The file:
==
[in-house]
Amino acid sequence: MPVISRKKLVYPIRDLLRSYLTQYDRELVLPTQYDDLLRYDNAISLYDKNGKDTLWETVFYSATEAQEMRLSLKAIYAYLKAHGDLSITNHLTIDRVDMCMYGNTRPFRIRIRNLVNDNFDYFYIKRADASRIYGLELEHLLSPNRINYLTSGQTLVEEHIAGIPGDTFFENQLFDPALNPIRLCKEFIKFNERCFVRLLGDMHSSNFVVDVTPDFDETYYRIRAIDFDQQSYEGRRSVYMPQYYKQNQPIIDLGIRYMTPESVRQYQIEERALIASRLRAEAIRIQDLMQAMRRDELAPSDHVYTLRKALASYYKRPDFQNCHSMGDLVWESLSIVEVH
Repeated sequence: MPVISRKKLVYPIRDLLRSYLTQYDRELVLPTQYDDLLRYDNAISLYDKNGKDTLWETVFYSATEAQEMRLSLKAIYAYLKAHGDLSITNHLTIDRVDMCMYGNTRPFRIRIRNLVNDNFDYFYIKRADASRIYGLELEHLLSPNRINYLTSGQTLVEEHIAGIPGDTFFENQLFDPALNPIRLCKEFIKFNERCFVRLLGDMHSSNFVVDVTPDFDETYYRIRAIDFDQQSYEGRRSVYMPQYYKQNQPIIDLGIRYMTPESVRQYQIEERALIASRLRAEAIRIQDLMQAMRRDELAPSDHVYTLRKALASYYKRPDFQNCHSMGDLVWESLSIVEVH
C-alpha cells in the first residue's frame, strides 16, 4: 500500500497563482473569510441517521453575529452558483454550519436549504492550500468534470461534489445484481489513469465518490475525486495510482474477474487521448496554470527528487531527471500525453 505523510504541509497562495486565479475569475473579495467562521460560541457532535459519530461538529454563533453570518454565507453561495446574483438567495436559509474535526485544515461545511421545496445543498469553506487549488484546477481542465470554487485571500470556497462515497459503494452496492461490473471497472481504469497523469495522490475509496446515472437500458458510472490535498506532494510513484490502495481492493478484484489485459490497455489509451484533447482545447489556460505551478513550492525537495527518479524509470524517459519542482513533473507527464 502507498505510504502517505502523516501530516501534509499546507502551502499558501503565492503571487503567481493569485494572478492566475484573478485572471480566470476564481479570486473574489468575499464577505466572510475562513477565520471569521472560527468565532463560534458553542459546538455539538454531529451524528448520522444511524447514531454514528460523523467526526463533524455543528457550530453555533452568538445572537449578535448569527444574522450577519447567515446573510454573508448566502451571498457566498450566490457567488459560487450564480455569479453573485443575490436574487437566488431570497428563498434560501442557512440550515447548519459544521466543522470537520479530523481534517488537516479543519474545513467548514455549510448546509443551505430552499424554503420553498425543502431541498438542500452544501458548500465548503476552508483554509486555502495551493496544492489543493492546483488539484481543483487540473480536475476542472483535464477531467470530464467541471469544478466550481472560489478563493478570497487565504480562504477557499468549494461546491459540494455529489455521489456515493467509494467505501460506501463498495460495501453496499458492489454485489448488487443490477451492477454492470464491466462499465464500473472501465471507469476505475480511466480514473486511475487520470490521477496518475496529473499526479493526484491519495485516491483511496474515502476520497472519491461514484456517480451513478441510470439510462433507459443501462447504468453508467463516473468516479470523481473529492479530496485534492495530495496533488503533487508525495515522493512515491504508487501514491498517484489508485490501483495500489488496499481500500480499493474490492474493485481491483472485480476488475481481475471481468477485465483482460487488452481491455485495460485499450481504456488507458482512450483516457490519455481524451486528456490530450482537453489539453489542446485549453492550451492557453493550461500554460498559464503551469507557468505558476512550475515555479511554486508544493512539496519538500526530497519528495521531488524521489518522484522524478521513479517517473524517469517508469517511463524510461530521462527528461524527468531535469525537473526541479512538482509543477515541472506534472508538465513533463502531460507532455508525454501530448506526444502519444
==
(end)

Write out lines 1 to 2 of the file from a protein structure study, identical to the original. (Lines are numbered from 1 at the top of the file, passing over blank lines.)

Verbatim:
[in-house]
Amino acid sequence: MPVISRKKLVYPIRDLLRSYLTQYDRELVLPTQYDDLLRYDNAISLYDKNGKDTLWETVFYSATEAQEMRLSLKAIYAYLKAHGDLSITNHLTIDRVDMCMYGNTRPFRIRIRNLVNDNFDYFYIKRADASRIYGLELEHLLSPNRINYLTSGQTLVEEHIAGIPGDTFFENQLFDPALNPIRLCKEFIKFNERCFVRLLGDMHSSNFVVDVTPDFDETYYRIRAIDFDQQSYEGRRSVYMPQYYKQNQPIIDLGIRYMTPESVRQYQIEERALIASRLRAEAIRIQDLMQAMRRDELAPSDHVYTLRKALASYYKRPDFQNCHSMGDLVWESLSIVEVH